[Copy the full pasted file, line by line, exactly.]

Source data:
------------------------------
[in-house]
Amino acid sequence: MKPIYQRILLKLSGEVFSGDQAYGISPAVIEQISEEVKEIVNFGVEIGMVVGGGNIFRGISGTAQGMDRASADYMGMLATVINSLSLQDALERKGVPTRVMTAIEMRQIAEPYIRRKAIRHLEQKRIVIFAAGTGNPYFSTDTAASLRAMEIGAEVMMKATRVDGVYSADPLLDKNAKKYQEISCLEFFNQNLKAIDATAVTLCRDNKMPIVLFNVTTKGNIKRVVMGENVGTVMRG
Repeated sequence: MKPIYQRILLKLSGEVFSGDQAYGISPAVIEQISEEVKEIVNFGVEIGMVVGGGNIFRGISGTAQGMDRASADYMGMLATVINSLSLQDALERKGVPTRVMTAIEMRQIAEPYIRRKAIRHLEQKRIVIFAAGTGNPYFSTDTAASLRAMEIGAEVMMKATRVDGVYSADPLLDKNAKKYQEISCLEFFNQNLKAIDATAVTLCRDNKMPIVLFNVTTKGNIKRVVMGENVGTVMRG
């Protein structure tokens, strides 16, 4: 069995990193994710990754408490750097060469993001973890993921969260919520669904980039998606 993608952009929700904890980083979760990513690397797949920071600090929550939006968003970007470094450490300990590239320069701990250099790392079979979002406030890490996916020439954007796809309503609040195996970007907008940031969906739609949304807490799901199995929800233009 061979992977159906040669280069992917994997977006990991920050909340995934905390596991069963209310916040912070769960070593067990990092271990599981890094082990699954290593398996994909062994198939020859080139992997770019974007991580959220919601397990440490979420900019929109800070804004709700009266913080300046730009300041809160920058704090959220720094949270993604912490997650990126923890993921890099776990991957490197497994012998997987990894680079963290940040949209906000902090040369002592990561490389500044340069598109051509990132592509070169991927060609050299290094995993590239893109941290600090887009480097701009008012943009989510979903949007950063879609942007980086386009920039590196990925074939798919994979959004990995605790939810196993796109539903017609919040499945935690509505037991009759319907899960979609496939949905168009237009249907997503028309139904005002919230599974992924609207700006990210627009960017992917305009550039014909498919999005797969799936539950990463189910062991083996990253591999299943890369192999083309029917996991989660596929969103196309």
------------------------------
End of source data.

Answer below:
[in-house]
Amino acid sequence: MKPIYQRILLKLSGEVFSGDQAYGISPAVIEQISEEVKEIVNFGVEIGMVVGGGNIFRGISGTAQGMDRASADYMGMLATVINSLSLQDALERKGVPTRVMTAIEMRQIAEPYIRRKAIRHLEQKRIVIFAAGTGNPYFSTDTAASLRAMEIGAEVMMKATRVDGVYSADPLLDKNAKKYQEISCLEFFNQNLKAIDATAVTLCRDNKMPIVLFNVTTKGNIKRVVMGENVGTVMRG
Repeated sequence: MKPIYQRILLKLSGEVFSGDQAYGISPAVIEQISEEVKEIVNFGVEIGMVVGGGNIFRGISGTAQGMDRASADYMGMLATVINSLSLQDALERKGVPTRVMTAIEMRQIAEPYIRRKAIRHLEQKRIVIFAAGTGNPYFSTDTAASLRAMEIGAEVMMKATRVDGVYSADPLLDKNAKKYQEISCLEFFNQNLKAIDATAVTLCRDNKMPIVLFNVTTKGNIKRVVMGENVGTVMRG
């Protein structure tokens, strides 16, 4: 069995990193994710990754408490750097060469993001973890993921969260919520669904980039998606 993608952009929700904890980083979760990513690397797949920071600090929550939006968003970007470094450490300990590239320069701990250099790392079979979002406030890490996916020439954007796809309503609040195996970007907008940031969906739609949304807490799901199995929800233009 061979992977159906040669280069992917994997977006990991920050909340995934905390596991069963209310916040912070769960070593067990990092271990599981890094082990699954290593398996994909062994198939020859080139992997770019974007991580959220919601397990440490979420900019929109800070804004709700009266913080300046730009300041809160920058704090959220720094949270993604912490997650990126923890993921890099776990991957490197497994012998997987990894680079963290940040949209906000902090040369002592990561490389500044340069598109051509990132592509070169991927060609050299290094995993590239893109941290600090887009480097701009008012943009989510979903949007950063879609942007980086386009920039590196990925074939798919994979959004990995605790939810196993796109539903017609919040499945935690509505037991009759319907899960979609496939949905168009237009249907997503028309139904005002919230599974992924609207700006990210627009960017992917305009550039014909498919999005797969799936539950990463189910062991083996990253591999299943890369192999083309029917996991989660596929969103196309």